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Opinions of Monday, 9 April 2018

Columnist: Daniel Gyebi

Peace be with you

In many societies, when a person says something three times, the person wants the listener to take special note of it.

You may recall that after his resurrection, Jesus asked Peter three times whether Peter loved him, and Peter uncomfortably answered three times that he loved him. The significance of the questioning was not lost on Peter especially when Jesus commissioned him three times to feed and care for his lambs and sheep (John 21:15-17). It appears that Jesus used the occasion to reinstate Peter who had denied him three times.

Before that occasion, Jesus had revealed himself to the disciples for the first time after his resurrection. Jesus blessed his disciples with peace. He blessed them three times, each time saying, “Peace be with you.” Jesus also blessed his disciples with the Holy Spirit (John 20:19-29). Therefore, the seed of peace has been sown and nurtured by the Holy Spirit in those who follow Jesus Christ and accept him as their Lord and Savior

Jesus knew that people would misunderstand the peace that he wanted to promote, and so he differentiated between his peace and world peace. In John 14:27, Jesus said, “Peace I leave with you; my peace I give you. I do not give you as the world gives. Do not let your hearts be troubled and do not be afraid.”

World peace is superficial. It is usually characterized by the absence of war, conflict or disturbance. For example, after World War I, some countries came together to form the League of Nations in 1920 to promote world peace by preventing war, improving life and jobs of people worldwide, and reducing or eliminating military forces and weapons. About two decades later, World War II broke out. Thereafter, in 1945, another attempt at world peace was made with the formation of the United Nations Organization, now called United Nations or UN. The United States, which was not part of the League of Nations, championed the formation of UN. Despite the good works done by the UN, conflicts, disturbances, and war drums are beating louder in various parts of the world, including our dear country Ghana.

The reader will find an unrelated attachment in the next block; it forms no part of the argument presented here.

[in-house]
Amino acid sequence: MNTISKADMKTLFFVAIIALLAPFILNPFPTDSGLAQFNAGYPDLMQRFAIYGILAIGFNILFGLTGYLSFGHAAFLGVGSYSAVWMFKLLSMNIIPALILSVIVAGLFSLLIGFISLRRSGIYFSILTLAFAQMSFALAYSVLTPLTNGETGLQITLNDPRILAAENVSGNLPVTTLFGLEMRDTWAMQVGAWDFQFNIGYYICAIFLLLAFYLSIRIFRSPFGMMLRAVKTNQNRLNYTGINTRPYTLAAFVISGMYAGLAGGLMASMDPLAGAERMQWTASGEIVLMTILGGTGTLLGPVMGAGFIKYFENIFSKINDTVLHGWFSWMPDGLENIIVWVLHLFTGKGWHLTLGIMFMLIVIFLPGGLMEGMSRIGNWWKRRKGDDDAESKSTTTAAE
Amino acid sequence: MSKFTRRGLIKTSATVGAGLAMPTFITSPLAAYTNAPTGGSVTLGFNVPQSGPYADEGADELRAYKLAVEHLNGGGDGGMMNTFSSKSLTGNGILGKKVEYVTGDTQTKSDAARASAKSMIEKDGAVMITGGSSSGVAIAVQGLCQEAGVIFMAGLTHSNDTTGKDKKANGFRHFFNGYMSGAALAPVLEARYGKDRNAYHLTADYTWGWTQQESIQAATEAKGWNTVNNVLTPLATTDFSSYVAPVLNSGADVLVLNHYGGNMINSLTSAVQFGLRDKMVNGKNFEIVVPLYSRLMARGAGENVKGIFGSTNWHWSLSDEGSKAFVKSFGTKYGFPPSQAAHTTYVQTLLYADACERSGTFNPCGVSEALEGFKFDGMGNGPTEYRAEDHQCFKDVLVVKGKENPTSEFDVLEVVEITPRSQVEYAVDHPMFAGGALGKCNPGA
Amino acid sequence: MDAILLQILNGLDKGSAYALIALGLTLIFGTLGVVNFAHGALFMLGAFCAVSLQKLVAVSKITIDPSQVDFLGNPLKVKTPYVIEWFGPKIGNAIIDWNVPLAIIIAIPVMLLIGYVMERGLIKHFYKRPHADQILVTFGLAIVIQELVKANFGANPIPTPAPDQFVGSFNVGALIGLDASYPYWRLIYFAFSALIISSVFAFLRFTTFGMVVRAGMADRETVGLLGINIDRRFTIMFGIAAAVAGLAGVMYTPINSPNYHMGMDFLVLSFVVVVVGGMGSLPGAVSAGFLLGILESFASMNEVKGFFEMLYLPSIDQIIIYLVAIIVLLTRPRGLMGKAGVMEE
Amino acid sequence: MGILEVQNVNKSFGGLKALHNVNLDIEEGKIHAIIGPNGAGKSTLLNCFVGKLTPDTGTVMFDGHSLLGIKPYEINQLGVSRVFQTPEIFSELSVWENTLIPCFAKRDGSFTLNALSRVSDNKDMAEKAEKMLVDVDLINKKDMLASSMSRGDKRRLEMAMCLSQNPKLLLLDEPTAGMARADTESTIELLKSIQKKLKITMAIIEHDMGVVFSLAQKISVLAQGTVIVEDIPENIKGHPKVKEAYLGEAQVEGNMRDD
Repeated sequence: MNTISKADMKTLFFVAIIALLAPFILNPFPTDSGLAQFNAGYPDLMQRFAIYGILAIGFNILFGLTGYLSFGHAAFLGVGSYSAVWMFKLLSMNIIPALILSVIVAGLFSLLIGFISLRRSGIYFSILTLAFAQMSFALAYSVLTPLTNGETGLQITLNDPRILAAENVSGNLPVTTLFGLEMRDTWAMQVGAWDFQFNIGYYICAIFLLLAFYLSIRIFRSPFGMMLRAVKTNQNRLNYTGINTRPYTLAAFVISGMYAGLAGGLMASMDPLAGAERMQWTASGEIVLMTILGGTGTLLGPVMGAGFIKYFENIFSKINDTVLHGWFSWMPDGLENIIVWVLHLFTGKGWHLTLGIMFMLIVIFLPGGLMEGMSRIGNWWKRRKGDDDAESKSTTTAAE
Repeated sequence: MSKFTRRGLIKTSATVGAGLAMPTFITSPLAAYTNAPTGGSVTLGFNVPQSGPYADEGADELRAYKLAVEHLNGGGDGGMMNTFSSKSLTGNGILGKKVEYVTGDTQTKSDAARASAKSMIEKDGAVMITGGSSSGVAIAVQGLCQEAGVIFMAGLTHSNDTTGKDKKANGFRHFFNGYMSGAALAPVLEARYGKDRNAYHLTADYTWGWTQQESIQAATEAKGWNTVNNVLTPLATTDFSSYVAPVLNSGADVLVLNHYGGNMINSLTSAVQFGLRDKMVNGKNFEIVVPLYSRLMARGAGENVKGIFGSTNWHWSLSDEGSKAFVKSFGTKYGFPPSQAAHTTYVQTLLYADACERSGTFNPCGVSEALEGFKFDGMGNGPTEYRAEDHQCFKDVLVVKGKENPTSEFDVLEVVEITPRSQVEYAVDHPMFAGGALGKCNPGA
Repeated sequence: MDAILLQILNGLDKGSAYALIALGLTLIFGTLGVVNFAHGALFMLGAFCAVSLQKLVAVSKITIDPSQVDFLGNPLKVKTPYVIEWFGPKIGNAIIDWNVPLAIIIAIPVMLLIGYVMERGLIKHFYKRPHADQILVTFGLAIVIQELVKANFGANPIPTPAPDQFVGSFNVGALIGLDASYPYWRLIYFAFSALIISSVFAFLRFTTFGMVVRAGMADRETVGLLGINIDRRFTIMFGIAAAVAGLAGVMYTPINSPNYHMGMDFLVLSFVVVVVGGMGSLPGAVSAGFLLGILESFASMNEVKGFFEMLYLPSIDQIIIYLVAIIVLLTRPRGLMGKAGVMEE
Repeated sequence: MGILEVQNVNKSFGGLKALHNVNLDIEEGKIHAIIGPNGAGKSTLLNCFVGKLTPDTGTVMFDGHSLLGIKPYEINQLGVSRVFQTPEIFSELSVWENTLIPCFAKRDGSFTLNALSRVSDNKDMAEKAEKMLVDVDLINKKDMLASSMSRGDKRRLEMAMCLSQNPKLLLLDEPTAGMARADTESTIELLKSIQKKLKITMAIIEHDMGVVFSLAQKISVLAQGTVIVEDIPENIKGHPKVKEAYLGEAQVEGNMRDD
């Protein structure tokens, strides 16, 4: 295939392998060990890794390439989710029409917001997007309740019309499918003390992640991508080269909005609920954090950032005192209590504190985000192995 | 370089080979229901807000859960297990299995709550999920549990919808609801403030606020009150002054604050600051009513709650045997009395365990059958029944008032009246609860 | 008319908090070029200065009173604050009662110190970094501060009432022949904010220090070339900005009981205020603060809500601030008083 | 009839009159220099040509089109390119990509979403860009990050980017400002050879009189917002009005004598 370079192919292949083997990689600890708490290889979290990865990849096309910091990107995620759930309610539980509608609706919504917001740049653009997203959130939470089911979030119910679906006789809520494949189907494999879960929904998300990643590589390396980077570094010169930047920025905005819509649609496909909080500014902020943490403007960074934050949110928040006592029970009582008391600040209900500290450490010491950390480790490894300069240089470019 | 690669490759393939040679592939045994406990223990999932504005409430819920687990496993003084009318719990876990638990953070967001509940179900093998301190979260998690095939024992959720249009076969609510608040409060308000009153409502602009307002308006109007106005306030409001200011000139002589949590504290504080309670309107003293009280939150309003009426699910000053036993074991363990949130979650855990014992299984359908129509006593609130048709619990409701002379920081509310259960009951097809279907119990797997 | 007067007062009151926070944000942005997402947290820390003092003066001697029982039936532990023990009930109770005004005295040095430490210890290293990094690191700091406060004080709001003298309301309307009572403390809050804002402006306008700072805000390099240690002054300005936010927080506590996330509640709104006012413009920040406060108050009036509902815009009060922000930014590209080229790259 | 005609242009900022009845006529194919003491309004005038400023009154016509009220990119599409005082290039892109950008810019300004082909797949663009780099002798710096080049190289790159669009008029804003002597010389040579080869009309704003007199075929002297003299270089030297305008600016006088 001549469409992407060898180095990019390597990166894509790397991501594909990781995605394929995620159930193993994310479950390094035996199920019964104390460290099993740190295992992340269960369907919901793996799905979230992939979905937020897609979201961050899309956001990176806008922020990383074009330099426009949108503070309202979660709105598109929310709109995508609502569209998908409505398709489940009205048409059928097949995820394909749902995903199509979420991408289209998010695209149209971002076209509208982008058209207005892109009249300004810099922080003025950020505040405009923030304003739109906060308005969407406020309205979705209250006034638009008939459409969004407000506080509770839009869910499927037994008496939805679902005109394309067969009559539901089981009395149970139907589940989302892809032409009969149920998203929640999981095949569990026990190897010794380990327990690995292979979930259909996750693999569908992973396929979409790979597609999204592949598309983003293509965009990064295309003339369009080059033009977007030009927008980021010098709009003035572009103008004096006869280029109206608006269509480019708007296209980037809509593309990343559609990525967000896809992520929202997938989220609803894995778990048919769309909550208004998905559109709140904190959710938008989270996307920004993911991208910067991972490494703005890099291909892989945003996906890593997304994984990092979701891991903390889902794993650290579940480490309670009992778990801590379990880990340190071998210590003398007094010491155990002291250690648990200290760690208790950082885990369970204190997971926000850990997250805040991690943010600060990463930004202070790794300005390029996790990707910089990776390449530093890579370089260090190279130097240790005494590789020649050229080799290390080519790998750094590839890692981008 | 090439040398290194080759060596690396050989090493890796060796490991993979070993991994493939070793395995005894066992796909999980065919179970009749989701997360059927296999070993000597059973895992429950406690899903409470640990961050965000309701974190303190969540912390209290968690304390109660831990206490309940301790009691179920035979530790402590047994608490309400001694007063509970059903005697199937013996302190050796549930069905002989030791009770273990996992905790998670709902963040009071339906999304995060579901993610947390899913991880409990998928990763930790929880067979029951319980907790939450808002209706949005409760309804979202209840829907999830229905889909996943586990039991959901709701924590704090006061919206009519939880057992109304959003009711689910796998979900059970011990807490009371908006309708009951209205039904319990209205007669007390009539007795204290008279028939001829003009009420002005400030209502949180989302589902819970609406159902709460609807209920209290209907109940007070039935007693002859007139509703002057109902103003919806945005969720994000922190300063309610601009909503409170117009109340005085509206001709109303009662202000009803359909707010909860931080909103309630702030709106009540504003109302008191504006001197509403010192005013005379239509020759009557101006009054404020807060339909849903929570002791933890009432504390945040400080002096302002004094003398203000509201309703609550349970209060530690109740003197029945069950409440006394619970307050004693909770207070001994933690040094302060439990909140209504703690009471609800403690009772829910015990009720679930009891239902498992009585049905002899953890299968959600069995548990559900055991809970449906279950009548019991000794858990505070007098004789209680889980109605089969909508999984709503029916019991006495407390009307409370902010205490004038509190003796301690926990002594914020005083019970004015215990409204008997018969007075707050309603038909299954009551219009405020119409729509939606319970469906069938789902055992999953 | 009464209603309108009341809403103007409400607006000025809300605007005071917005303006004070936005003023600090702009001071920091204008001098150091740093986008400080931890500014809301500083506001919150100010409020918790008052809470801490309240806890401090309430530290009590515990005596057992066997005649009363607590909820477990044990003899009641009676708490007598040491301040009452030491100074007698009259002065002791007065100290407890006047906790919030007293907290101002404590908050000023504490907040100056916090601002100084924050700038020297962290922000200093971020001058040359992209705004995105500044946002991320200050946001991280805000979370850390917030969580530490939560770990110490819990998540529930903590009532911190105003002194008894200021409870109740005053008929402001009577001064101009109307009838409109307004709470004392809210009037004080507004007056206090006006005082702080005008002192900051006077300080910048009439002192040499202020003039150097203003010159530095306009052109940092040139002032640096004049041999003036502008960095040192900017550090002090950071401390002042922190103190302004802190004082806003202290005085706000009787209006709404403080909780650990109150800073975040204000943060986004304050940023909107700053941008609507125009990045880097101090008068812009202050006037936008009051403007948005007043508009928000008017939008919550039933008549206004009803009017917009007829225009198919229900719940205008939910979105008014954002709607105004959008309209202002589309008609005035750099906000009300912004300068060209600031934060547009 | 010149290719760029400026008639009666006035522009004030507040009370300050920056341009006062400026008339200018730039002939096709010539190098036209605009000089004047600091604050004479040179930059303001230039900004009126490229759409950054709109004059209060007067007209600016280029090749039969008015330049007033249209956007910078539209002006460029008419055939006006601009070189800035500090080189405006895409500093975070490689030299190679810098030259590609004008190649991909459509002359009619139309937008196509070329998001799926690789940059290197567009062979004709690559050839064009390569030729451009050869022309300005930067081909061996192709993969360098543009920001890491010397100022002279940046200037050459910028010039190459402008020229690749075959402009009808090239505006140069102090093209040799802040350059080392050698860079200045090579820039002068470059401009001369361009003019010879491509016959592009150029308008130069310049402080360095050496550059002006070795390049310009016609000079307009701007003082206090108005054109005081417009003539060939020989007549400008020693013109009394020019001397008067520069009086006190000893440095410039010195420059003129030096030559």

The peace of Christ comes from the Prince of Peace himself (Isaiah 9:6). The peace of Christ is pure and whole. The peace of Christ springs from within and is unaffected by external circumstances. As we can see from the examples below, the peace of Christ is beyond all human understanding (see Philippians 4:7).

The peace of Christ is that peace which enabled Stephen to confidently gaze into heaven, endure the pain, and pray to God to forgive those who were stoning him to death for his Christian faith (Acts 7:54-60).

It is that peace which enabled Paul and Silas, shackled in chains and stripped of human dignity in prison, to joyfully sing praises to the Lord till the walls of the prison came down.

It is that peace which enabled the early Christians to defiantly but calmly match to their deaths in the face of lions, fire, swords, torture, and all forms of persecutions.